It is common, if not standard, for most non-compete agreements to contain a clause that prohibits the covered employee from soliciting current employees to terminate their employment in order to accept employment with a competitor. In essence, it prohibits the departing employee from raiding his/her former employer’s valued employees. Until recently, the courts have never determined whether such constraints are subject to the requirements of Wis. Stat. § 103.465, which governs the enforceability of non-compete agreements. It now has, and they are.

In The Manitowoc Company v. John Lanning, 2015AP1530, decided on August 17, 2016, the Wisconsin Court of Appeals found that a non-solicitation of employees (NSE) clause is a restrictive covenant subject to and enforceable under Section 103.465. The disputed clause, contained in a confidentiality agreement signed by an executive, prohibited him from soliciting, inducing or encouraging any employees to terminate their employment with the company or to accept employment with a competitor, supplier or customer. Manitowoc claimed that after leaving the company to work for a direct competitor, the executive worked with his new employer to woo several key Manitowoc employees to leave their employment and come work for it. Manitowoc contended that the NSE was not subject to the requirements of Section 103.465, but if it was, it was reasonable and enforceable. The court disagreed.

Section 103.465 provides that non-compete agreements are lawful and enforceable “only if the restrictions imposed are reasonably necessary for the protection of the employer.” Otherwise, they constitute an illegal restraint of trade. In order to be enforceable, the restrictive covenant must be necessary for the protection of the employer; provide reasonable time and territorial limits; not be harsh or oppressive to the employee; and, not be contrary to public policy.

The court found that the NSE was a restraint of trade subject to Section 103.465 because it limited competition in the market for employees, which included recruiting employees from competitors. It then found that the prohibition violated Section 103.465 because it was overbroad, and therefore unenforceable. The NSE restricted the solicitation of “any employee,” which encompassed both high-level executives and entry level laborers, in any department throughout the company. It also covered a wide swath of potential employers – “competitors, customers, and suppliers,” many with no competitive connection to the company – such as Starbucks, which was a customer. Given the sweeping scope of the restriction, the company could not prove why it was necessary to restrict the solicitation of employees from working for businesses that did not compete, or in positions that posed no competitive risk.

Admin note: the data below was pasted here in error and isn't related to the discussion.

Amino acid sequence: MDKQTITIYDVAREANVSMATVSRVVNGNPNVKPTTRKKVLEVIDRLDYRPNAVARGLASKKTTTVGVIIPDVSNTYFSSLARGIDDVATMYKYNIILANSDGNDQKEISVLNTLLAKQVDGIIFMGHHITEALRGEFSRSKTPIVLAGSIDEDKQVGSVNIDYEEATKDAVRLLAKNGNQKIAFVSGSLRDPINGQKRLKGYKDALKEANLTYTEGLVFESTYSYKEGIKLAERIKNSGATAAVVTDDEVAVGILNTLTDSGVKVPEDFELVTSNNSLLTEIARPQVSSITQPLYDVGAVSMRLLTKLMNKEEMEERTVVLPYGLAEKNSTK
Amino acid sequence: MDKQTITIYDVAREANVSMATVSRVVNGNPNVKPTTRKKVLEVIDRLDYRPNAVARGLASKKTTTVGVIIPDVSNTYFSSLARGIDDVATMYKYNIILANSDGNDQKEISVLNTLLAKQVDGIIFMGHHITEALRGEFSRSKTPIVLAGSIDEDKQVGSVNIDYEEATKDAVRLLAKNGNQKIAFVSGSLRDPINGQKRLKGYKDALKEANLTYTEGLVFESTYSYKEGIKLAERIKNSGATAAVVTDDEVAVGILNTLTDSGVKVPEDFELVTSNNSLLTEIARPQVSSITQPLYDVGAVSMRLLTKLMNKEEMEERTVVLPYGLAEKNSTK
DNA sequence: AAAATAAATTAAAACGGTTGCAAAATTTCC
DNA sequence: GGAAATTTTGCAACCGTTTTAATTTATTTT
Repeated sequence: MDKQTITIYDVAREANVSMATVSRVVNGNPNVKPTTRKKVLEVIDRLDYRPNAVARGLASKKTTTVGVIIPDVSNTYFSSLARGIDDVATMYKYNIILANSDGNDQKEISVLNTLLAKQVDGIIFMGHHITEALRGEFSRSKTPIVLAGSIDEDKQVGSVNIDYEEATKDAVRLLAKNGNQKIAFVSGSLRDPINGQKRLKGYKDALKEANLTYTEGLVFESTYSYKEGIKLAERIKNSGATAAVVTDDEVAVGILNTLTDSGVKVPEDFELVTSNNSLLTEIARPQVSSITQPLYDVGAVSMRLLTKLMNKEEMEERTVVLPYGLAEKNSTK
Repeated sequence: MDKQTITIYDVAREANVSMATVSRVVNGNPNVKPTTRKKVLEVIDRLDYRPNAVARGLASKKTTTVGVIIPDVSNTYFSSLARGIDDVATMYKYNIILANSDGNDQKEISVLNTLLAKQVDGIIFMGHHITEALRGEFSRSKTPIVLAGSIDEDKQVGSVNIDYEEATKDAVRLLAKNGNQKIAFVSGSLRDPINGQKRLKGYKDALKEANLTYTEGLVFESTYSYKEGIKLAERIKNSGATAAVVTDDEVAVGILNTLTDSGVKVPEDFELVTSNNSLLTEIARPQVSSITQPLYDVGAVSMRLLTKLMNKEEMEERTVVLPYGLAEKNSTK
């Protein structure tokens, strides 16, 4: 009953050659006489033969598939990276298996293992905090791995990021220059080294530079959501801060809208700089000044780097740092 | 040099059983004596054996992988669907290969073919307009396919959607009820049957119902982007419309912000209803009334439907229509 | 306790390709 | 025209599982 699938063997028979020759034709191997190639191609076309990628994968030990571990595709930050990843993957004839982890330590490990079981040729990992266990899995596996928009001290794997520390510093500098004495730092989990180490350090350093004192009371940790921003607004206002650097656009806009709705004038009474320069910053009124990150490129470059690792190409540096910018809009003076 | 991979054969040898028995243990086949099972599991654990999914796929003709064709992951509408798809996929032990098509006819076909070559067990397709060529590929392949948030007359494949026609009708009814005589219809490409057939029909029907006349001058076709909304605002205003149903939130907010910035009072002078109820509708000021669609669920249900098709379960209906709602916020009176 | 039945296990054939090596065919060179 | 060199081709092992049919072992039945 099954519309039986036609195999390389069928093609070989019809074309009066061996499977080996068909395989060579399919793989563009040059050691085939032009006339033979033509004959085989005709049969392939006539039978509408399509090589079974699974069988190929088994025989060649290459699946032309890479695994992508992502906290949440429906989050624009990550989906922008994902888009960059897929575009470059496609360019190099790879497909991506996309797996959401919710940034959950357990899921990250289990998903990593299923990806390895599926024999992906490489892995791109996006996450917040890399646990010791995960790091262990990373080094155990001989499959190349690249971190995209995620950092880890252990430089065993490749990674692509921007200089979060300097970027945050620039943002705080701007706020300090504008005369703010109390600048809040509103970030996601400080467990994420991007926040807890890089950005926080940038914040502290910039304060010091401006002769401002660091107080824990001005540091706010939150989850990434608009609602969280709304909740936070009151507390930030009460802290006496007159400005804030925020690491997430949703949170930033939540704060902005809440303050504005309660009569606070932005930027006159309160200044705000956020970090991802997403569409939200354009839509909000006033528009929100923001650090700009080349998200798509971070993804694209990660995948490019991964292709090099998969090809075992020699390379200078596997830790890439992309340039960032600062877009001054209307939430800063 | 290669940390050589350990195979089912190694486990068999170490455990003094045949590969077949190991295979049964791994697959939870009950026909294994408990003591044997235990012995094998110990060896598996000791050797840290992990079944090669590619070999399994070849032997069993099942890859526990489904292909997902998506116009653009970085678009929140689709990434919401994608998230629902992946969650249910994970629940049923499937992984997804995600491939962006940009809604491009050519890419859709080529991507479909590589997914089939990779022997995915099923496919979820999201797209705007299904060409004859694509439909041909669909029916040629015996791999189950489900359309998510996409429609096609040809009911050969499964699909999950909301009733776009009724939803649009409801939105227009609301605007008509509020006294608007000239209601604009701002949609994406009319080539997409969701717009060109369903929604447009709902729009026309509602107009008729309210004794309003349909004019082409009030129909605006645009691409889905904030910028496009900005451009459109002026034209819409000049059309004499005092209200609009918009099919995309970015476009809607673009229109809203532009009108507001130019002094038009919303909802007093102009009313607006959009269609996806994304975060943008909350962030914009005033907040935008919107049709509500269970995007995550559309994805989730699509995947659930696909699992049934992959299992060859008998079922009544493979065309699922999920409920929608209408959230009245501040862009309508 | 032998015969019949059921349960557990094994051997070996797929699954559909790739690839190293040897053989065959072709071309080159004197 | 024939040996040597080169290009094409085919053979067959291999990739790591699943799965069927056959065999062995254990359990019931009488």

Drafting an enforceable non-compete agreement is a very tricky business, and the Manitowoc Company decision is just another example why. Non-compete agreements and their various components (confidentiality, competitive employment, no-solicitation) must be narrowly drafted to protect a legitimate business interest. If you have any questions about the court’s decision or a non-compete agreement, contact WS Attorney Alan E. Seneczko at (262) 560-9696, or alseneczko@wesselssherman.com.

Related Posts: Seneczko Wins Default as Discovery Sanction in Duty of Loyalty Claim, Illinois Workplace Transparency Act, Illinois Employers Should Not Go Overboard With Non-Compete Agreements!, Twelve Commonly Asked Questions About Non-Compete Agreements In Illinois

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Independent Contractor

More Aggressive Action By USDOL Against Classifying Workers As Independent Contractors

More Aggressive Action By USDOL Against Classifying Workers As Independent Contractors

By Nancy E. Joerg of Wessels Sherman Joerg Liszka Laverty Seneczko P.C. posted in Independent Contractor on Friday, September 23, 2016.

NEW U.S. DOL WEBPAGE ABOUT MISCLASSIFICATION MYTHS: Government agencies such as the U.S. Department of Labor (“U.S. DOL”) continue to try to reign in companies that use independent contractors (and make it more high-risk for these companies to do so). In this spirit, the U.S. DOL recently established a controversial new page on its website called “Myths about Misclassification.”

The obvious purpose of the U.S. DOL’s webpage about Misclassification Myths is to educate (and scare!) already nervous companies into hurriedly reclassifying their workers as employees rather than as independent contractors. A few examples of the myths listed are as follows:

  • I received a 1099 tax form from my employer, and this makes me an independent contractor.
  • I am an independent contractor because I signed an independent contractor agreement.
  • I telework or work off-site, so I am an independent contractor.

If readers want to see the U.S. DOL’s full listing of myths and the U.S. DOL’s comments on the myths, the website address is:

https://www.dol.gov/whd/workers/Misclassification/myths.htm

TWO MORE STATE UNEMPLOYMENT INSURANCE AGENCIES JOIN FORCES WITH U.S. DOL: Other recent action by the U.S. DOL is the signing of a Memorandum of Understanding between the U.S. DOL and two more state unemployment insurance agencies (Pennsylvania and North Carolina) bringing the total now to 33 states who have joined forces with the U.S. DOL to share information and assist in enforcement efforts to identify and reduce independent contractor misclassification.

David Weil, the Wage and Hour Administrator for the U.S. DOL justified these aggressive actions by the U.S. DOL by saying his goal is “more workers receiving a fair day’s pay for a fair day’s work.”